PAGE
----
There were always people coming by the house, too, and lots of laughing out in the living room and usually a little beer drinking.  So I shut the books and hung out with everybody instead.  We watched Melrose Place, 90210, Friends, Seinfeld.  It was way more fun than Pynchon.

There was always somebody with a smart-ass comment that would crack everybody up. During commercials Mark would jump up onto the furniture, pretend the floor was made of lava, and leap from couch to coffee table to countertop on his way to get another beer, usually loosing his balance on the kitchen stool and tumbling to the floor in dramatic fashion.  Geof would look out the back window, smack the blinds against the frame and suddenly clutch his head in agony, causing concern for everybody in the room before they realized that, once again, he was faking it.

And there were girls there, too.  I didn’t need the distraction from training.  But it would eventually find me.

Mono and I laughed along with everybody else.  We chatted up the girls, too. And drank a little beer.  But once the shows were over and the ladies had left, it was back to the bike and it was all business.

The first week in Albuquerque, Mono and I rode 500km.

We rode the Finger Climbs, up Tramway and Juan Tabo, to where the road dead-ended in the foothills of the Sandia Mountains and we stopped and looked out across the wide, endless expanse of the Rio Grande Valley, the sky a deep and pure blue, the air thin and clean.

We did the Lobo ride:  a flat, fast 100 km in a large group which left from the University of New Mexico’s campus.  We were vetted by the local riders – Frey, Waz, Bart, Sean — and we passed approval.  Toward the end of the ride, Mono and I made some efforts and split the group apart.  The guys who could stay with us were thrilled.  Others were pissed.

We rode up Tijeras Canyon, fighting a headwind the entire way to Pine Crest and North 14, and got cold and hungry and struggled at the 7,000 feet altitude.  We stopped at a coffee shop and split a “frontier roll” which was a cinnamon bun with half a stick of butter melted on top of it.  On the way back, coming down the canyon with the wind at our backs and the sugar in my blood, I rode Mono off my wheel.  I sat up and waited for him and when he caught back up, all he said was, “You’re going to peak too early.”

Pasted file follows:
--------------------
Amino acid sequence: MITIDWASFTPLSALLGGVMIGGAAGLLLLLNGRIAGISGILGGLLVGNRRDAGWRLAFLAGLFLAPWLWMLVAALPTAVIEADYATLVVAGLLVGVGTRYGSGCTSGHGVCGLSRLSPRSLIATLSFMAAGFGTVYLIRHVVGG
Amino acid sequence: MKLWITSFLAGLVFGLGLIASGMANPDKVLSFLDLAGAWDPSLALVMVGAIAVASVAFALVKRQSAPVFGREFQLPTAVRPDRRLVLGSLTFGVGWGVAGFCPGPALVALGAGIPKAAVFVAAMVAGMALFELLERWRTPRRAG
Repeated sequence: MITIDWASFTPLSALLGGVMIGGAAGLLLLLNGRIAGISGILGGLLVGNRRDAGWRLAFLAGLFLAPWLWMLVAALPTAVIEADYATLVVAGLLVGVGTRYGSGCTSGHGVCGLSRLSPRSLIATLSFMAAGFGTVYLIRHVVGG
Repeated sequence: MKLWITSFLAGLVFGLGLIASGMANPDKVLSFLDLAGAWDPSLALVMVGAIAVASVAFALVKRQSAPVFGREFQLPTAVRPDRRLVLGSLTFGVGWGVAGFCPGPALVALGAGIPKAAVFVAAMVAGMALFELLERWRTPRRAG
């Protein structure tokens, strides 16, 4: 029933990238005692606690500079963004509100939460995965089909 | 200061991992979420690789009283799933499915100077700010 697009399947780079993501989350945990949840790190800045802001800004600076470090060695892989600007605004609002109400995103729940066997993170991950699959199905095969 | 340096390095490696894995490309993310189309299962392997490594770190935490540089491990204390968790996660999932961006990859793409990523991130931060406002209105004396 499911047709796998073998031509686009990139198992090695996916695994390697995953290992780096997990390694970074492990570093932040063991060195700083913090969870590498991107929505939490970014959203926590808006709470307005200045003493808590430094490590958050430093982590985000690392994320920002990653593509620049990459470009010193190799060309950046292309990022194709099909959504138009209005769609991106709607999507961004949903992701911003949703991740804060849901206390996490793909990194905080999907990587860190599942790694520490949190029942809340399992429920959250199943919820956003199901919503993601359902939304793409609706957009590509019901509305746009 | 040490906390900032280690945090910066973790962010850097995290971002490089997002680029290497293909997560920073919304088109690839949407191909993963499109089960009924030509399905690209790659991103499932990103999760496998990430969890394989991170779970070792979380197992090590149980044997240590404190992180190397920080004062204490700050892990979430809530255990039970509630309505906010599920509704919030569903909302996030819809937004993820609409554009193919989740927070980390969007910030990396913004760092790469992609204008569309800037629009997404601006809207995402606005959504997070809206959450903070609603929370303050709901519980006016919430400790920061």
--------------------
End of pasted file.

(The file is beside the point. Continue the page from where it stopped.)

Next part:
We rode down to Belen, 163 km in five and half hours, in a group of fifteen or twenty, lead by Frey and Bart.  Towards the end, when I would normally start cracking and suffering, I still felt strong.

Week two was over 600km.  We did some easy recovery rides. We did some medium distance rides with intense efforts. I had reached the point where I could crank out a 3-hour ride without getting tired or hungry, without having to eat.

On Saturday, we climbed into the Sandia Mountains, North 14 through Madrid and all the way to Santa Fe.  We did some sprints.  Just past half-way, we ascended at race pace the biggest climb of day, up to 8,000 ft.  I looked at Mono and he looked at me.  Then he backed off.  I admired his restraint.  I kept it in the big ring, dug myself deep without concern for the rest of the ride, and stayed right at the front.